Performancing Metrics

Forget Photoshop! 3 FREE Photo Editing Programs Every Blogger Should Use

Regardless of whether you blog because of a passion or for profit, no blog post is complete without an image accompanying your post.

While grabbing an image off of Wikipedia or Flickr is can satisfy most bloggers, touching up an image yourself can be much more rewarding, especially if you are the type of blogger who enjoys creating original content.

Although you could always spend hundreds of dollars on a photo editing program (like Adobe Photoshop), it is much wiser (and cheaper) to simply use these free alternatives instead.


Unless you’re a hardcore Mac fan, Paint.NET is the perfect alternative for the blogger who wants a powerful editing program that doesn’t drain the wallet.

Paint.NET not only comes with the basics (crop, rotation, color eye dropper, eraser, etc.) but also allows you to add “layers” (like Photoshop) as well as special effects like blur, various text, soft glow, or (my favorite) merging multiple images together.

You can also install plugins into Paint.NET, enabling you to turn a standard flat photo into a 3-dimensional object, color hues and color blurs (plus dozens upon dozens of other third party effects).

Unfortunately this program is only available for Windows users (XP and above), as the developer has no immediate or future plans of porting Paint.NET upon other platforms.


While it may not have all of the bells and whistles of Paint.NET, Picasa (from Google) does allow you to perform basic and semi-advanced effects upon a photo, although unlike Paint.NET the software is available for Mac and Linux fans (as well as Windows).

You can easily adjust the color temperature of an image, crop photos, add subtle (or not so subtle) effects to pictures (like sephia, tint, soft focus, etc.) as well as insert text at various angles.

You can also blog and tweet from Picasa to your respective weblog or Twitter account, although thus far the only platforms supported are Blogger and self hosted WordPress blogs via plugin.


For those of you who prefer to operate from “the cloud” (which is geek speak for running programs off of a server instead of your own computer), Picnik can handle many (if not most) of your basic photo editing needs without having to download any software.

Picnik is very similar to Picasa, although the website does not provide as many features to its Google sibling (unless you upgrade of course).

Unfortunately the website is heavy on Flash so unless you plan on blogging from an iPad, Picnik is the perfect photo editing site for those on the go.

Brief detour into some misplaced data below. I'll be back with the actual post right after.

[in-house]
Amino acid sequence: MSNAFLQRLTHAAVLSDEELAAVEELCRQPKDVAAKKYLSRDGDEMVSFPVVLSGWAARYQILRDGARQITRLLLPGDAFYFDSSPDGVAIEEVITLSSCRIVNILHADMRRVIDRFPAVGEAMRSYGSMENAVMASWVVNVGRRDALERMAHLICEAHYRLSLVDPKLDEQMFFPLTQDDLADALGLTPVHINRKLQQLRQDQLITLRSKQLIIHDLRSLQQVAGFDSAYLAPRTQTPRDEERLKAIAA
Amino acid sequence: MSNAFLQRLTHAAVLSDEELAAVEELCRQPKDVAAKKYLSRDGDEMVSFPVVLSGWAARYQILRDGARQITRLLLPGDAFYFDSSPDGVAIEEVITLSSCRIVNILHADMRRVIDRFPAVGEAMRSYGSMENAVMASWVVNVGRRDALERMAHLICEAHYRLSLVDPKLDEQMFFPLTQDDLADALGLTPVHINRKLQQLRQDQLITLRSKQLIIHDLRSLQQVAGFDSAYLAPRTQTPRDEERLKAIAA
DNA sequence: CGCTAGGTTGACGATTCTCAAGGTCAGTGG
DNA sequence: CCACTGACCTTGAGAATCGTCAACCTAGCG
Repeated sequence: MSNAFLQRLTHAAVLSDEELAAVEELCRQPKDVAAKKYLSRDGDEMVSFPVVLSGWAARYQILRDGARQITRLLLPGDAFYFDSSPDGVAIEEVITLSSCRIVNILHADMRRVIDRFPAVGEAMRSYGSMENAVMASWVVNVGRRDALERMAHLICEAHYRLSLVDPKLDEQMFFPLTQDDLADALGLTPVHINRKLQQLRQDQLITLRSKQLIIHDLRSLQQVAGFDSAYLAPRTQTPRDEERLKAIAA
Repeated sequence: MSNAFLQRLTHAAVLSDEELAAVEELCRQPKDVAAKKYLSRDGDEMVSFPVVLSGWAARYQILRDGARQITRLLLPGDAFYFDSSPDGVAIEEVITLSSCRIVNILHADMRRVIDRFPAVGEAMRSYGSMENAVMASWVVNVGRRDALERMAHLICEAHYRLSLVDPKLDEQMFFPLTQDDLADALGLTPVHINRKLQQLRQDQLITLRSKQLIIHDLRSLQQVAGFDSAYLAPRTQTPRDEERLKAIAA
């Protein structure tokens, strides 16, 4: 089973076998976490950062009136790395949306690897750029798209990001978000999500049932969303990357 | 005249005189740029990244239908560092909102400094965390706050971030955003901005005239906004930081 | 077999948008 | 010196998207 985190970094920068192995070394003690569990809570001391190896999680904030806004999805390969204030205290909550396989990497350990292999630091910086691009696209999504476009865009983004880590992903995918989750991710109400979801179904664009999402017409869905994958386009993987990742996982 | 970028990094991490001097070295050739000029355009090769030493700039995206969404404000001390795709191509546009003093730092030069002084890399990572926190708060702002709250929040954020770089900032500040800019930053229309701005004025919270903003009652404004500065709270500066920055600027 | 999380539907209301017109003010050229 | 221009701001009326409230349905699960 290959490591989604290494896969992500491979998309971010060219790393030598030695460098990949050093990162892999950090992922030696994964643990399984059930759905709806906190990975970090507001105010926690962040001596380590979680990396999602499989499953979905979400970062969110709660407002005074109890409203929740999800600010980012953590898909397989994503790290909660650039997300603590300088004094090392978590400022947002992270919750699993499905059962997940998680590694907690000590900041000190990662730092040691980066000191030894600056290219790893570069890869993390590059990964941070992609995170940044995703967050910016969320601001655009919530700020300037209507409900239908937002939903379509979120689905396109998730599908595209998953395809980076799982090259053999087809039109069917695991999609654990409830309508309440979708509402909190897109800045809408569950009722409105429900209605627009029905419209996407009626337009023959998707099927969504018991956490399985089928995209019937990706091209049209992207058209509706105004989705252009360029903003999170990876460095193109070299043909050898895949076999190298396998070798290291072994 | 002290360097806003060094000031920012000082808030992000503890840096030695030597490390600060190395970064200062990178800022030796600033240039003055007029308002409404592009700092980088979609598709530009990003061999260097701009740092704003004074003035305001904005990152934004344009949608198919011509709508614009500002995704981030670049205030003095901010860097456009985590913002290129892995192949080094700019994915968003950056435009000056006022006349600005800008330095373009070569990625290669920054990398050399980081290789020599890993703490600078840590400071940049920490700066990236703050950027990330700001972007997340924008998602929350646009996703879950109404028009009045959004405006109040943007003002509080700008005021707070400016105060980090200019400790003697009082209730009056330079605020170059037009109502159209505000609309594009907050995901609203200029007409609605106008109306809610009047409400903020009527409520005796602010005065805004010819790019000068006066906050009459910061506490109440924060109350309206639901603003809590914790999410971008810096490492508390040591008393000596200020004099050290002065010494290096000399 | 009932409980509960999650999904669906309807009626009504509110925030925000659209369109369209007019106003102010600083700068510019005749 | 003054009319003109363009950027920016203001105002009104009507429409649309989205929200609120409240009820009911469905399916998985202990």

Any Others?

These are 3 of the sites that I use frequently to edit images for my blogs, although there are many alternative programs and websites available.

If you know of any other excellent (and free) photo editing programs or web sites, feel free to share your knowledge with the rest of us below.

Categories: Blogging Tips

This post was written by . You can visit the for a short bio, more posts, and other information about the author.

Comment with Your Facebook Account


  1. Amílcar Tavares ) says: 5/18/2010

    I love the browser-based Aviary –


  2. Woody ) says: 5/19/2010

    GIMP is also great. Just nudges out for me.


  3. TXCHLInstructor ) says: 5/19/2010

    I’ll second Woody’s mention of Gimp. Gimp does pretty much everything that Photoshop will do, and it is free open-source. It’s not light-weight, and requires a fairly powerful computer for decent performance (although I have actually run it on a 500 MHz Pentium IV), but it is well-documented, more than adequate, runs the same on every platform I use (XP, Win7, Ubuntu, and OSX) and the price is right. I use it for processing passport photos (brightness and contrast correction, mostly, but occasionally, I’ll need to do a color balance) for my CHL classes, along with an old Samsung dye-sub printer.


  4. Social Media Strategy ) says: 5/19/2010

    I gotta go with Gimp also – it’s awesome.. though there’s a bit of a learning and getting used to factor for newbies but once you do it’s a lot easier and more functional than most programs.

    The only thing I don’t like about it is the floating toolbars vs having them anchored somewhere. I’m old school and like to have a full-screen workspace w/ the image in the center.


  5. huramatatic says: 5/25/2010

    I would like to mention Pinta which is a kind of Paint.NET clone for Windows, Linux and Mac, although it would just be an alternative for Windows users at this time, as it is not yet as feature rich as Paint.NET.

    You can find it here:

    I’m using Pinta on Ubuntu and like it very much.

    If you are interested, then make sure you get the most recent version which is 0.3 at this time, as it has great improvements over previous version with several more tools, and 25 new effects.


  6. Than says: 9/7/2010

    Most photographers use Adobe Lightroom 3 or Apple Aperture – I don’t think anything on this blog comes close to that in terms of what those programs are capable of or offer. PS isn’t really a photographers 1st first port of call to LR or Aperture.


    • Franky Branckaute ) says: 9/10/2010

      Hi Than, I don’t think professional photographers are the target demographic of Blogging Pro.


  7. codename says: 11/10/2010
    online photo editors list


  8. nobi says: 12/3/2011 is another one, it is virtually Photoshop with very few limitations.If you’ve ever used photoshop before you will be right at home with this one.


  9. farhan says: 9/22/2012

    very us full


Performancing Metrics
EatonWeb Portal